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Clinical range and MRI in Creutzfeldt-Jakob disease with heterozygosity at codon 129 and prion protein type 2
  1. Irene Sammana,
  2. W J Schulz-Schaefferb,
  3. J C Wöhrlea,
  4. A Sommera,
  5. H A Kretzschmarb,
  6. M Hennericia
  1. aDepartment of Neurology, Klinikum Mannheim, University of Heidelberg, Theodor-Kutzer-Ufer, 68135 Mannheim, Germany, bDepartment of Neuropathology, University of Göttingen, 37075 Göttingen, Germany
  1. Professor M Hennerici, Department of Neurology, Klinikum Mannheim, University of Heidelberg, Theodor-Kutzer-Ufer, 68135 Mannheim, Germany.


A 68 year old woman with sporadic Creutzfeldt-Jakob disease is described, who neither showed characteristic EEG abnormalities nor a positive test of the neuronal protein 14–3–3 or neuron specific enolase (NSE) in CSF, despite a clinical presentation with ataxia of cerebellar type, rapidly progressive dementia, myoclonus, and marked hyperintense signal abnormalities in the deep cortical layers and the basal ganglia on T2 and diffusion weighted MRI. Moreover she showed atypical clinical features with a syndrome of inappropriate antidiuretic hormone (ADH) secretion (SIADH) and a peripheral sensorimotor polyneuropathy. Whether these disturbances are independent of Creutzfeldt-Jakob disease or a feature of it is discussed. It has recently been shown that in Creutzfeldt-Jakob disease different clinical and pathological phenotypes correlate with the polymorphism at codon 129 of the prion protein gene (PRNP) and the type of the protease resistant fragment that accumulates in the brain. According to the new classification at least six sporadic variants of Creutzfeldt-Jakob disease exist. The molecular genetic analysis showed heterozygosity of PRNP at codon 129 for methionine and valine and the presence of PrPCJD type 2 in the brain of this patient. As a new feature of changes on MRI, striking cortical changes of hyperintense signals are described in diffusion weighted as well as T2 weighted MRI that directly correlate with the histomorphological spongy degeneration of the brain in this region. In cases of rapidly progressive dementia, Creutzfeldt-Jakob disease always needs to be considered even if unusual features are present and current diagnostic criteria are not in favour of this disease.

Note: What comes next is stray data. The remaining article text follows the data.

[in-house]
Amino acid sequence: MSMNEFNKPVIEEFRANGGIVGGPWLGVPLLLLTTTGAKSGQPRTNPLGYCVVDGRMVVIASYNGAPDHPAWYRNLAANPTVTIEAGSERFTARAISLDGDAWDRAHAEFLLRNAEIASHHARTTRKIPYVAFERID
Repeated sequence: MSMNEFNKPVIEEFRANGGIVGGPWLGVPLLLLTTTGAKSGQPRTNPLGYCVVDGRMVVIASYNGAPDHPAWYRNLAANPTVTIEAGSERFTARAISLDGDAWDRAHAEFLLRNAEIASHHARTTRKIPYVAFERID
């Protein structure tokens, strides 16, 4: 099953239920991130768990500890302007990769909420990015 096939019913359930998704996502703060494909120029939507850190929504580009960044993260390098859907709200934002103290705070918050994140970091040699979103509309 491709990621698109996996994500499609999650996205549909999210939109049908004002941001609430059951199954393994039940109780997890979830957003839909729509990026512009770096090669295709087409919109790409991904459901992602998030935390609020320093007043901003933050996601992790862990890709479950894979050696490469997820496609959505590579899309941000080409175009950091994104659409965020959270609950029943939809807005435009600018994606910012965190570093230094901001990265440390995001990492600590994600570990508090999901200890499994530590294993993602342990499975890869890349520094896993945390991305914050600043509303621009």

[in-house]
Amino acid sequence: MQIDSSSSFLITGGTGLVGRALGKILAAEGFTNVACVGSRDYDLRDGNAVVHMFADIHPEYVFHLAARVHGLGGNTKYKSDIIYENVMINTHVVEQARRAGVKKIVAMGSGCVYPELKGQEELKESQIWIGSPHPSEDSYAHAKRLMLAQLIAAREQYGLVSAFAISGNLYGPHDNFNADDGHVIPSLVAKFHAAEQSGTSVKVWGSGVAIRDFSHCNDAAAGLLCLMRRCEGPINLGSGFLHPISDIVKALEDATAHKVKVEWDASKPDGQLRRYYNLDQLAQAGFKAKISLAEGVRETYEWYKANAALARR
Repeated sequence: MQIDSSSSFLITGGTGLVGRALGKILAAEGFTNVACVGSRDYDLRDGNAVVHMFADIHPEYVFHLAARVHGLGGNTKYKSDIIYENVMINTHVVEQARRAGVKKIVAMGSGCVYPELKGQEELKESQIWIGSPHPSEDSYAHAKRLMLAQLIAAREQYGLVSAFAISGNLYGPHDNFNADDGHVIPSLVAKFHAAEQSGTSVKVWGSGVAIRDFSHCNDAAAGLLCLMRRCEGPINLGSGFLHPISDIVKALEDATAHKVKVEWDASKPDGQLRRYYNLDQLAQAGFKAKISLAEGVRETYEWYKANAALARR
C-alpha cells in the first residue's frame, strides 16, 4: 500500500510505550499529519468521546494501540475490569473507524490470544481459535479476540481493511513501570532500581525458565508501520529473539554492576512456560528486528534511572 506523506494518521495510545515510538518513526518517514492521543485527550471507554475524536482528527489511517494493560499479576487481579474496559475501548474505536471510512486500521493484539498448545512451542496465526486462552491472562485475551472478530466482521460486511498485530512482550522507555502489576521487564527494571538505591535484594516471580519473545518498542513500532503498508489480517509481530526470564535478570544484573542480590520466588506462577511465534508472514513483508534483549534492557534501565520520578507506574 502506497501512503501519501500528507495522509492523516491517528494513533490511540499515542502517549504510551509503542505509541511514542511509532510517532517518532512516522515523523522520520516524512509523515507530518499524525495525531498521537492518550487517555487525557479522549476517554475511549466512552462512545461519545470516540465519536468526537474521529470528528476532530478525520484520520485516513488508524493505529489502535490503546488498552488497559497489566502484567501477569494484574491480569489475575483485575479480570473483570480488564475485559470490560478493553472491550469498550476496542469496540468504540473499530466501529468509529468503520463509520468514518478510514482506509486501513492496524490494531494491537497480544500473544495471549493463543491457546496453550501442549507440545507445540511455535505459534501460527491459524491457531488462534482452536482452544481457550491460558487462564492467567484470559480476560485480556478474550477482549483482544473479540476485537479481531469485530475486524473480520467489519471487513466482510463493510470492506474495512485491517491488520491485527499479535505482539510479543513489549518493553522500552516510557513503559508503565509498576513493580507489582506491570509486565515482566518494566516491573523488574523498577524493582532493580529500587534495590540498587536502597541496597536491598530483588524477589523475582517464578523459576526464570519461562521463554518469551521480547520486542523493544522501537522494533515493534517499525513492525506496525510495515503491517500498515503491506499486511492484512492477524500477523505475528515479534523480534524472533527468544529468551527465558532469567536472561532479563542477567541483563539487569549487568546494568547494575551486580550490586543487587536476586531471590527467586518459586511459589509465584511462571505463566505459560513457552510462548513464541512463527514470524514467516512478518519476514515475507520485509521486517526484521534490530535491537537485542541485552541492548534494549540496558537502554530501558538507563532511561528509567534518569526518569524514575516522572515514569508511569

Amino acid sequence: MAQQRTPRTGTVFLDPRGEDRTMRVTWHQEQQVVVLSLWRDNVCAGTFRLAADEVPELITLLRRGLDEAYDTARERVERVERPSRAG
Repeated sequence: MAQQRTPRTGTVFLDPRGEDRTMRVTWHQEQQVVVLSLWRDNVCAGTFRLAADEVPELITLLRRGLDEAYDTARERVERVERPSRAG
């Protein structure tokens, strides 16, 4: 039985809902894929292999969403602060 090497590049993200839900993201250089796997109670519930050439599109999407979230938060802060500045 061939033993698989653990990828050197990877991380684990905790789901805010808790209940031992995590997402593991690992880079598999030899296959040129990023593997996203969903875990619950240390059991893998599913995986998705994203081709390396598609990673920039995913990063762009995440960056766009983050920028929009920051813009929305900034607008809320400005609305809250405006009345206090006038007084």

• Creutzfeldt-Jakob disease
  • magnetic resonance imaging
  • histopathology
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